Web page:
By the time I worked my way through last month’s list I felt like I was drowning in testosterone, so I’ve kept this month’s list short and gentler.
‘Cider with Rosie’, by Laurie Lee (1959): is a memoir of the author’s childhood growing up in a village in the English Cotswolds in the years following World War One. These are no misery memoirs but neither does the golden glow of nostalgia entirely obscure the reality of a life in which it was perfectly acceptable for a house to flood every time there was a storm, education to consist of a rudimentary Three R’s delivered as well as they would ever be by the age of 14, and for a child to have eleven siblings, of which four were deceased. And that’s before we’ve even reached the superstition, murder, and suicides. Lee shares his memories with a warmth and humour which is irresistible even when his recollections are decidedly unsettling.
‘Mrs Dalloway’, by Virginia Woolf (1925): Much like ‘The Years’, ‘Mrs Dalloway’ focusses on the minutiae of upper-middle-class life, but here the attention is on a single day in the life of Clarissa Dalloway, the middle-aged wife of a Member of Parliament preparing to host an important party. Although a potential source of tension, in the form of an old flame, has already made its appearance, so far the story has a calm, dreamy quality which is very restful.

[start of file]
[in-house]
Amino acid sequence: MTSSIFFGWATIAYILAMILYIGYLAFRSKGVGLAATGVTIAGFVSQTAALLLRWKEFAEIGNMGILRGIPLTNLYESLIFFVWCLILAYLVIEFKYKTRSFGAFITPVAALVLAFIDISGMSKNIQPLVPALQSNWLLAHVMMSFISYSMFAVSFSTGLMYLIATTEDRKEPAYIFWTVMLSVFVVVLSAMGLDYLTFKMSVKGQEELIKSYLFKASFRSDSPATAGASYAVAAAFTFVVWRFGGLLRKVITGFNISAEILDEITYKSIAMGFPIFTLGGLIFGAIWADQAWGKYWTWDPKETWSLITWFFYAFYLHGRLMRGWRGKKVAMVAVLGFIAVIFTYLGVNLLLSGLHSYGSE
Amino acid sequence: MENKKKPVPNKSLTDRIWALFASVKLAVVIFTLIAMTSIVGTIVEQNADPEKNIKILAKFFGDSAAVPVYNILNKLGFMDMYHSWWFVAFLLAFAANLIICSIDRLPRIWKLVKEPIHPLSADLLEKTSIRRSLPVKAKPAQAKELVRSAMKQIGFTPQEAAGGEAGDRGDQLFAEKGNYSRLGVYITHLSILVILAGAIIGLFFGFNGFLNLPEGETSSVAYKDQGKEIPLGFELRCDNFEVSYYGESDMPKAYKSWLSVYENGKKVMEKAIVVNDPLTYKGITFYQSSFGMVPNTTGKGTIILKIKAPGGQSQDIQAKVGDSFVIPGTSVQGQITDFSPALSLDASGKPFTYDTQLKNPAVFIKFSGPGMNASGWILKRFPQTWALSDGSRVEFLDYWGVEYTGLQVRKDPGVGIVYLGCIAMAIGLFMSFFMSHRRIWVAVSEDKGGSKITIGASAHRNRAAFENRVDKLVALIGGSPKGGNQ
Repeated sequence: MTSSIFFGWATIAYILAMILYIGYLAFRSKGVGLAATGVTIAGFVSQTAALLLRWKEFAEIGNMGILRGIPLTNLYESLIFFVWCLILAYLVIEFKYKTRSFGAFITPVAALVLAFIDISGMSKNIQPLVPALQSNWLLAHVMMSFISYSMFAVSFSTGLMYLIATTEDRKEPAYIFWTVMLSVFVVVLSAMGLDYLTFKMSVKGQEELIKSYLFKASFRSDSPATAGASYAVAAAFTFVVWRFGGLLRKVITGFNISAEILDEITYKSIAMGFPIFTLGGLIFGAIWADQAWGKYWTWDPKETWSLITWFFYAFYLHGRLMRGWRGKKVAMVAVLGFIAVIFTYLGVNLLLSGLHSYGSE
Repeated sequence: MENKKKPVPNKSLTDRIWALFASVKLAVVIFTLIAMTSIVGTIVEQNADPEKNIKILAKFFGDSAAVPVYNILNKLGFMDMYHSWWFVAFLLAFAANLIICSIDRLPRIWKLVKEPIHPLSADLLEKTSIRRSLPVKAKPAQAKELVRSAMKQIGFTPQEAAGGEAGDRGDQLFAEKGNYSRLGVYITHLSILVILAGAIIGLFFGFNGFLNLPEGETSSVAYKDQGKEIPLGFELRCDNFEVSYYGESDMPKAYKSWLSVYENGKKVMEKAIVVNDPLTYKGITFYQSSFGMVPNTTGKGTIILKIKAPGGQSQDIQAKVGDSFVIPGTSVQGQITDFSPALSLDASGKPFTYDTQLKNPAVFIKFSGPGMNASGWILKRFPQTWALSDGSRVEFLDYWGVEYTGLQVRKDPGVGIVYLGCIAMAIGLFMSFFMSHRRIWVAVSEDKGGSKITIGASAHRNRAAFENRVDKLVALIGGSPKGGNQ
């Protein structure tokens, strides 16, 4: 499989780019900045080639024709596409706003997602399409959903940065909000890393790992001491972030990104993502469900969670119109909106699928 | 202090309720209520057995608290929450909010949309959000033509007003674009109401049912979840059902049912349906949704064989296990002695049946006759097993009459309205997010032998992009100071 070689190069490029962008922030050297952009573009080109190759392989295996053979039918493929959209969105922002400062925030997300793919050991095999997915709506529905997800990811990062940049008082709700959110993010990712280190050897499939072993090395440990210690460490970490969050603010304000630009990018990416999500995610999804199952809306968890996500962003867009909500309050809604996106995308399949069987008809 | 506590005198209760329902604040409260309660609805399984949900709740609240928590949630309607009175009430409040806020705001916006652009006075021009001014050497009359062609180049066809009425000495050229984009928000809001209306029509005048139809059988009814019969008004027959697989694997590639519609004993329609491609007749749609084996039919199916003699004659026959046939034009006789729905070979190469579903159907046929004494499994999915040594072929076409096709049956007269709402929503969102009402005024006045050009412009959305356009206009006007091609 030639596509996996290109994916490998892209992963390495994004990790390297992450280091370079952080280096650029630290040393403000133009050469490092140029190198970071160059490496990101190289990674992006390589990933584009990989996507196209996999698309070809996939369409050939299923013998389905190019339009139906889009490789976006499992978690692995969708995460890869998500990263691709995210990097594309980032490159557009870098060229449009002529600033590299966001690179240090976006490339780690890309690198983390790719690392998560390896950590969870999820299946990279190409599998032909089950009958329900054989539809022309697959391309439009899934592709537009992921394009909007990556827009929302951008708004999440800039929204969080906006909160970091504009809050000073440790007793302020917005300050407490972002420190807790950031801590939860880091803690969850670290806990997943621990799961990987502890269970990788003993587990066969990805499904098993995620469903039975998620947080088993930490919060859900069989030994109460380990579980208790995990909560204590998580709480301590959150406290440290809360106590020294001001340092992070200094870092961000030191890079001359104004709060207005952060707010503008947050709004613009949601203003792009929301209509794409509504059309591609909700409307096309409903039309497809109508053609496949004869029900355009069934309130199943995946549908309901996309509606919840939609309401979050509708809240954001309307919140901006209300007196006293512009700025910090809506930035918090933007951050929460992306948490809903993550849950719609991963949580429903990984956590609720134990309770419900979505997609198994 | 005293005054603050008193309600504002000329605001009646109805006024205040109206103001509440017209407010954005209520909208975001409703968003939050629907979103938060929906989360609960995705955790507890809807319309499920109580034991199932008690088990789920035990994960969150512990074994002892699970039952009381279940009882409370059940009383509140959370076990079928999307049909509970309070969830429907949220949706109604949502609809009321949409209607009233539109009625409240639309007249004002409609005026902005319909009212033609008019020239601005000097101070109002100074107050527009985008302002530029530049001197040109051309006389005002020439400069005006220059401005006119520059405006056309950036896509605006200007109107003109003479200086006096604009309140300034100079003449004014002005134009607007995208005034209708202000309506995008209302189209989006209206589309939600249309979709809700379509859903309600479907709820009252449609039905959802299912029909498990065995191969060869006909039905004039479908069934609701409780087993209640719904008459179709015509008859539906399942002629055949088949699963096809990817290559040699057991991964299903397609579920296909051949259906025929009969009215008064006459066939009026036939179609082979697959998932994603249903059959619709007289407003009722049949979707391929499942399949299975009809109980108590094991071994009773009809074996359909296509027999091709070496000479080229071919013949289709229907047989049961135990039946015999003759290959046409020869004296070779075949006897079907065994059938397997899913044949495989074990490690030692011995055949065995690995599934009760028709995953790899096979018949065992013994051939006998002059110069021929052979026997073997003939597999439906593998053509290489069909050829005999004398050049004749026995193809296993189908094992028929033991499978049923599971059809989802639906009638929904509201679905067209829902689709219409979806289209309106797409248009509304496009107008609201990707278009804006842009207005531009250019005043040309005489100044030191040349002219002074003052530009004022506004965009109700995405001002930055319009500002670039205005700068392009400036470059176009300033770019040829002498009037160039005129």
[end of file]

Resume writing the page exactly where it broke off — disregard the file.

‘The Bone People’, by Keri Hulme (1983): An award-winning New Zealand classic, this is the story of artist Kerewin, who lives in a literal tower by a windswept beach. When she finds a mute boy wandering one day her life is set on a new course. The book is well known for its indirect, symbolic style which incorporates both traditional Maori and Christian elements.
‘The Bible’: Next up is book of ‘Ruth’, a short story of womanly solidarity in the face of tragedy which contrasts starkly with the violence of the preceding book of Judges with its refrain that ‘in those days there was no king in Israel: everyone did exactly as he pleased.’ With 40 books down I have 26 to go to finish my annual read.
What’s on your reading list this month?